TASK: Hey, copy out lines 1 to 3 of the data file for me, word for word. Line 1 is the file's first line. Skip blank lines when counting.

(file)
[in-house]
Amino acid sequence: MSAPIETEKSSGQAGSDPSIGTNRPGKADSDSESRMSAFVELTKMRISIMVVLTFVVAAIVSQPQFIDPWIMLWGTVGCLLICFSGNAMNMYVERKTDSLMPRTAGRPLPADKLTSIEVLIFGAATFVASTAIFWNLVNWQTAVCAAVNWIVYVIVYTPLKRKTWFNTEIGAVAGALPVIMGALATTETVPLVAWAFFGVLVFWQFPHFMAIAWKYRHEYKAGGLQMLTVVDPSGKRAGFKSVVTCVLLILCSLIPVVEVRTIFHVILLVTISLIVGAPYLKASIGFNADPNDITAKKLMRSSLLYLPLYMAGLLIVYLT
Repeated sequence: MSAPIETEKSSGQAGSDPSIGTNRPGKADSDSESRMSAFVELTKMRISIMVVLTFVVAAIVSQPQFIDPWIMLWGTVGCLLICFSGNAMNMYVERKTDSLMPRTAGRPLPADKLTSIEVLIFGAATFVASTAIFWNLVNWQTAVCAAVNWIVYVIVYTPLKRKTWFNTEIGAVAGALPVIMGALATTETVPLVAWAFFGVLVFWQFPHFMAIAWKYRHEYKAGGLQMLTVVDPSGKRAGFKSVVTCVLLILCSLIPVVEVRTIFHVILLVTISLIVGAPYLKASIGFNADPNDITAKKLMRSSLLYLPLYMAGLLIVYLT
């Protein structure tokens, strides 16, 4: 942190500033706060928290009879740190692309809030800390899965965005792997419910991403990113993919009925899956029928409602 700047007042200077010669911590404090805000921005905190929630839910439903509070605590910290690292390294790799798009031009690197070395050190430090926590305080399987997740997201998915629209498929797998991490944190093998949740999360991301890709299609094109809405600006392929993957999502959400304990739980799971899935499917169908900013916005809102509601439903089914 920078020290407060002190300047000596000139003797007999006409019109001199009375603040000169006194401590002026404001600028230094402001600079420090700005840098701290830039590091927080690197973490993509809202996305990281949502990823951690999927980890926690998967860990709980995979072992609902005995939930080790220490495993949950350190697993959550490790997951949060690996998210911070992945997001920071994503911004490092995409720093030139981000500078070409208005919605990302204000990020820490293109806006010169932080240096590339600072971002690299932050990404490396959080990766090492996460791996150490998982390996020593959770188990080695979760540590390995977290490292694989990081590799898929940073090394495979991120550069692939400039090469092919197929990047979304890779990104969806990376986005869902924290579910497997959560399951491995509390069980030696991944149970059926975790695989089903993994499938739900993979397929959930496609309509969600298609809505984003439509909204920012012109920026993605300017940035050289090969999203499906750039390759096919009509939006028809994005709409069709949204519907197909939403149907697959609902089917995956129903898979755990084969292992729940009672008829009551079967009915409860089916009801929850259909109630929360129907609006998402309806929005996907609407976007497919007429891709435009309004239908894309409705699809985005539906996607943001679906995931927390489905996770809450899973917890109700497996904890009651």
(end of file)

[in-house]
Amino acid sequence: MSAPIETEKSSGQAGSDPSIGTNRPGKADSDSESRMSAFVELTKMRISIMVVLTFVVAAIVSQPQFIDPWIMLWGTVGCLLICFSGNAMNMYVERKTDSLMPRTAGRPLPADKLTSIEVLIFGAATFVASTAIFWNLVNWQTAVCAAVNWIVYVIVYTPLKRKTWFNTEIGAVAGALPVIMGALATTETVPLVAWAFFGVLVFWQFPHFMAIAWKYRHEYKAGGLQMLTVVDPSGKRAGFKSVVTCVLLILCSLIPVVEVRTIFHVILLVTISLIVGAPYLKASIGFNADPNDITAKKLMRSSLLYLPLYMAGLLIVYLT
Repeated sequence: MSAPIETEKSSGQAGSDPSIGTNRPGKADSDSESRMSAFVELTKMRISIMVVLTFVVAAIVSQPQFIDPWIMLWGTVGCLLICFSGNAMNMYVERKTDSLMPRTAGRPLPADKLTSIEVLIFGAATFVASTAIFWNLVNWQTAVCAAVNWIVYVIVYTPLKRKTWFNTEIGAVAGALPVIMGALATTETVPLVAWAFFGVLVFWQFPHFMAIAWKYRHEYKAGGLQMLTVVDPSGKRAGFKSVVTCVLLILCSLIPVVEVRTIFHVILLVTISLIVGAPYLKASIGFNADPNDITAKKLMRSSLLYLPLYMAGLLIVYLT